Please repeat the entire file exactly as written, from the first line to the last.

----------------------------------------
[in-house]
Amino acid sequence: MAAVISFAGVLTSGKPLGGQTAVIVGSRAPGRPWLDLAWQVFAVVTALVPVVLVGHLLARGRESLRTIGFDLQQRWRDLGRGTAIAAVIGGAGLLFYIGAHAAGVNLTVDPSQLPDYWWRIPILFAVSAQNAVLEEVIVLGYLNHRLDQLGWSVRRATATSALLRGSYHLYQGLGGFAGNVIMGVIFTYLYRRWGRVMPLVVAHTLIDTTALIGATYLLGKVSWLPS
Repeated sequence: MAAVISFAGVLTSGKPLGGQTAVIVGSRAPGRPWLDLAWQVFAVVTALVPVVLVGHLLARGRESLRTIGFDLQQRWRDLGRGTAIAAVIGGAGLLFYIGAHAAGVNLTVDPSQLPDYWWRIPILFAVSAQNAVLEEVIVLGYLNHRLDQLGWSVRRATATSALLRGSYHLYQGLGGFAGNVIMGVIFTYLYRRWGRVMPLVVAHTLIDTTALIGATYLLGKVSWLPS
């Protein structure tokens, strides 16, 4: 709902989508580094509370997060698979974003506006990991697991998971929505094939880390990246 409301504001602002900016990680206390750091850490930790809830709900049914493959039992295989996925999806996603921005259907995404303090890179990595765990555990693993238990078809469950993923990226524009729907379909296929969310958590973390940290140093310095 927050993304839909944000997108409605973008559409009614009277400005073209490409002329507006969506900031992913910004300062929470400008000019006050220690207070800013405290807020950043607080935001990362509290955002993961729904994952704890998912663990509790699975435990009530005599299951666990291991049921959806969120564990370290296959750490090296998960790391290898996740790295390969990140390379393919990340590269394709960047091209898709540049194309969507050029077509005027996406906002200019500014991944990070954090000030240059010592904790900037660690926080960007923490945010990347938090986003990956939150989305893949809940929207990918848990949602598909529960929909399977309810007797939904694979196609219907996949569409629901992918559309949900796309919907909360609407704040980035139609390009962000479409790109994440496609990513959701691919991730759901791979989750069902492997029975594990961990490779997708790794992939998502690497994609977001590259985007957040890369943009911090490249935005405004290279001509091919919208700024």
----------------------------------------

[in-house]
Amino acid sequence: MAAVISFAGVLTSGKPLGGQTAVIVGSRAPGRPWLDLAWQVFAVVTALVPVVLVGHLLARGRESLRTIGFDLQQRWRDLGRGTAIAAVIGGAGLLFYIGAHAAGVNLTVDPSQLPDYWWRIPILFAVSAQNAVLEEVIVLGYLNHRLDQLGWSVRRATATSALLRGSYHLYQGLGGFAGNVIMGVIFTYLYRRWGRVMPLVVAHTLIDTTALIGATYLLGKVSWLPS
Repeated sequence: MAAVISFAGVLTSGKPLGGQTAVIVGSRAPGRPWLDLAWQVFAVVTALVPVVLVGHLLARGRESLRTIGFDLQQRWRDLGRGTAIAAVIGGAGLLFYIGAHAAGVNLTVDPSQLPDYWWRIPILFAVSAQNAVLEEVIVLGYLNHRLDQLGWSVRRATATSALLRGSYHLYQGLGGFAGNVIMGVIFTYLYRRWGRVMPLVVAHTLIDTTALIGATYLLGKVSWLPS
């Protein structure tokens, strides 16, 4: 709902989508580094509370997060698979974003506006990991697991998971929505094939880390990246 409301504001602002900016990680206390750091850490930790809830709900049914493959039992295989996925999806996603921005259907995404303090890179990595765990555990693993238990078809469950993923990226524009729907379909296929969310958590973390940290140093310095 927050993304839909944000997108409605973008559409009614009277400005073209490409002329507006969506900031992913910004300062929470400008000019006050220690207070800013405290807020950043607080935001990362509290955002993961729904994952704890998912663990509790699975435990009530005599299951666990291991049921959806969120564990370290296959750490090296998960790391290898996740790295390969990140390379393919990340590269394709960047091209898709540049194309969507050029077509005027996406906002200019500014991944990070954090000030240059010592904790900037660690926080960007923490945010990347938090986003990956939150989305893949809940929207990918848990949602598909529960929909399977309810007797939904694979196609219907996949569409629901992918559309949900796309919907909360609407704040980035139609390009962000479409790109994440496609990513959701691919991730759901791979989750069902492997029975594990961990490779997708790794992939998502690497994609977001590259985007957040890369943009911090490249935005405004290279001509091919919208700024």